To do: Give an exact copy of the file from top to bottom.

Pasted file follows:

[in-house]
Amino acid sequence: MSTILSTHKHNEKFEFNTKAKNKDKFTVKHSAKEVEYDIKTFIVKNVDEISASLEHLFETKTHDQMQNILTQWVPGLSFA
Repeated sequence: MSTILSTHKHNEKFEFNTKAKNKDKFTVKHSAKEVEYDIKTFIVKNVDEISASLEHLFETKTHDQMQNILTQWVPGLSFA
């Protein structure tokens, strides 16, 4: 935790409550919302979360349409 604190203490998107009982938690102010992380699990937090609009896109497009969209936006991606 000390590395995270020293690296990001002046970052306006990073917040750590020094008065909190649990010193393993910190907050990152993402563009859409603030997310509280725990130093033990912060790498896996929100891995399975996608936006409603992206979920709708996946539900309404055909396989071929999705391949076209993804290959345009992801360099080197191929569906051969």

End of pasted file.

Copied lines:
[in-house]
Amino acid sequence: MSTILSTHKHNEKFEFNTKAKNKDKFTVKHSAKEVEYDIKTFIVKNVDEISASLEHLFETKTHDQMQNILTQWVPGLSFA
Repeated sequence: MSTILSTHKHNEKFEFNTKAKNKDKFTVKHSAKEVEYDIKTFIVKNVDEISASLEHLFETKTHDQMQNILTQWVPGLSFA
């Protein structure tokens, strides 16, 4: 935790409550919302979360349409 604190203490998107009982938690102010992380699990937090609009896109497009969209936006991606 000390590395995270020293690296990001002046970052306006990073917040750590020094008065909190649990010193393993910190907050990152993402563009859409603030997310509280725990130093033990912060790498896996929100891995399975996608936006409603992206979920709708996946539900309404055909396989071929999705391949076209993804290959345009992801360099080197191929569906051969």